X-Bird: It was a set up which worked for us at the time, something that inspired us to create the songs we have since made. I'm most drawn to the rhythm section in music. Growing up I used to play the cello so rhythm was always something that I was instinctively drawn to.

Even with Eve Black/ Eve White the way we write a song is initially inspired by the rhythm of the drum machine. I have never been one for epic guitar solos. Although I respect the talent that goes into creating and playing them, I have never had the patience for them. More often than not I find guitar solos to be too self-absorbed and used as a form of window dressing instead of an organic progression for a song as a whole.

An Experiment On A Bird In The Air PumpThere is a theory that setting boundaries creates a kind of hot-house effect - everything has to happen in that designated area, so the ideas become tightly focused, distilled down to the real essentials. Is that your approach - to deliberately say 'We will NOT be a straight rock band' and thus force some different ideas to come out? Or is it all organic - you do it your way just because it feels right?

X-Bird: I feel if you get into anything creative, going in with some kind of agenda completely negates the beauty of creating in the first place. If you let yourself go, you're more likely to realise your ideas and create something pure and in turn have a passion for it. What we have become is a pure manifestation of who we are, it was our passion for creating music which in a sense has allowed us to become the band we are.

D-Bird: We've never stated we sound like anything in particular, or that we'll keep doing the same line up/instrumentation we've done to date. Like I said, too much thought and planning kills spontaneity and also creativity to some extent.

Would you move the boundary - maybe bring in other instruments? If someone said, 'Hey - let's put a guitar on this song!' or, 'Let's have some keyboards on a backing track!' - would you go for it, or would the idea be rejected?

D-Bird: Yes, we'd definitely do that. Hence one bass became have to constantly develop as a musician, otherwise you are just a faker and a chancer. You need to throw yourself in the deep end and delve deep down to find those rare, beautiful moments of pure creativity.

X-Bird: If the natural progression for the band in the future was to add other instruments then it would definitely not be something I would reject. My aim has always been to realise any ideas we have and if adding to our set-up in order to create new dimensions in our sound will make this happen then that's an exciting prospect.

It's fascinating to see that there don't seem to be any assigned roles within the band. No one person is 'the singer' or 'the drummer'. Everyone plays bass, drums, and sings, in various different permutations. Was that planned in advance? Or was it another thing that just happened organically?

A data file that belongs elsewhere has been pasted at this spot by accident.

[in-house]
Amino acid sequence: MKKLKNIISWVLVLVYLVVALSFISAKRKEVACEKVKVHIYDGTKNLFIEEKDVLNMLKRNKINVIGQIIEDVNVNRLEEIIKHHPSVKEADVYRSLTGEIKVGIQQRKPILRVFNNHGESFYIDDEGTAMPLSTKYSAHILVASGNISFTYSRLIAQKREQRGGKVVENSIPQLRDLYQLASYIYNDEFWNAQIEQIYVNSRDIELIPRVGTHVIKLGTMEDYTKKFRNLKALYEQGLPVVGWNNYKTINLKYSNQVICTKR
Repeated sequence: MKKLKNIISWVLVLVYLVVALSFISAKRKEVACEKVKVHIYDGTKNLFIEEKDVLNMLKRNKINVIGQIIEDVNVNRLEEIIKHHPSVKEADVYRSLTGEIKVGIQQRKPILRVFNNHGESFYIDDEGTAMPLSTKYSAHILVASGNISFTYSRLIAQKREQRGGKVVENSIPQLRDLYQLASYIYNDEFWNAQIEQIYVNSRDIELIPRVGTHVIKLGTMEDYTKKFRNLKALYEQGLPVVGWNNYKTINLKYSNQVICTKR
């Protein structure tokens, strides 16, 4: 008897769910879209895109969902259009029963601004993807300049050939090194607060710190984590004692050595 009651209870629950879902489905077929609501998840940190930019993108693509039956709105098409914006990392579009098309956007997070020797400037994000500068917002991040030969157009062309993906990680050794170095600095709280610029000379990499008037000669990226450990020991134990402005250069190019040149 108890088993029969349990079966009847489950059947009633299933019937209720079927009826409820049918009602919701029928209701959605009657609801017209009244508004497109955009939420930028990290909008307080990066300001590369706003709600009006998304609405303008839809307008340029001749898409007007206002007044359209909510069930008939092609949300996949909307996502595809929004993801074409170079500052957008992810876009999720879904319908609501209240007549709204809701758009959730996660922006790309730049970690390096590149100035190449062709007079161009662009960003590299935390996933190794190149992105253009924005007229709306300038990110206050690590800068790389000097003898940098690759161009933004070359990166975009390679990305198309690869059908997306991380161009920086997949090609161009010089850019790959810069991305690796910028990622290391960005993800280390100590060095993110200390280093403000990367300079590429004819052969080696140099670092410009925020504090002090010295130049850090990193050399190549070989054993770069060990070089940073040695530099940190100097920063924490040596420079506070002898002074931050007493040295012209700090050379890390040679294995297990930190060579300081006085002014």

D-Bird: We just wanted to experiment and move around, so we could all have a go at doing different things. It totally worked.

X-Bird: This was not something that was pre-thought-out. When we created our songs and began evolving as a group we never set out to assign certain musical roles for ourselves. We are all keen on expressing ourselves in different ways. This has helped us create some kind of harmony within sound we create. Our individual techniques when playing a certain instrument or singing has definitely shaped the way we write songs and perform, but from the outset this was not something we originally thought out. It was born purely out of jam sessions.

It seems to me that the band keeps changing, sometimes from gig to gig - two bass guitars appear in the line-up instead of just one, there are suddenly more D-Bird vocals. Do you have a master plan, or do you just let things happen?

D-Bird: When we jam we ask, 'Who wants to go on bass now? Who wants to go on drums?' - and then start writing. So it totally depends on who feels what that day.

X-Bird: We let the creative side of our song writing happen organically. Adding an extra bass was something we felt at time would enhance our creativity and a challenge our abilities.

An Experiment On A Bird In The Air PumpWhen you're writing new material, how does An Experiment On A Bird In The Air Pump song take shape? How do you decide who does the vocals, who plays drums? Does it all come easily, or do you sit around, agonising over a line or a rhyme before it's right?

X-Bird: Our songwriting process is born out of jam sessions. We hole ourselves away and write, be it during a rehearsal session or during time we have set aside to write. We'll go into the studio and pick an instrument we want to play, almost like some natural calling. Again this seems very idealistic but it doesn't go without its frustrations.

With anything you have to work at it. There will be times where we'll be jamming and we'll know something doesn't feel right, in this case we'll stop and move on. It's really important to learn to let go of things otherwise you will find yourself stuck trying to squeeze blood out of a stone and hurtling towards a creative block.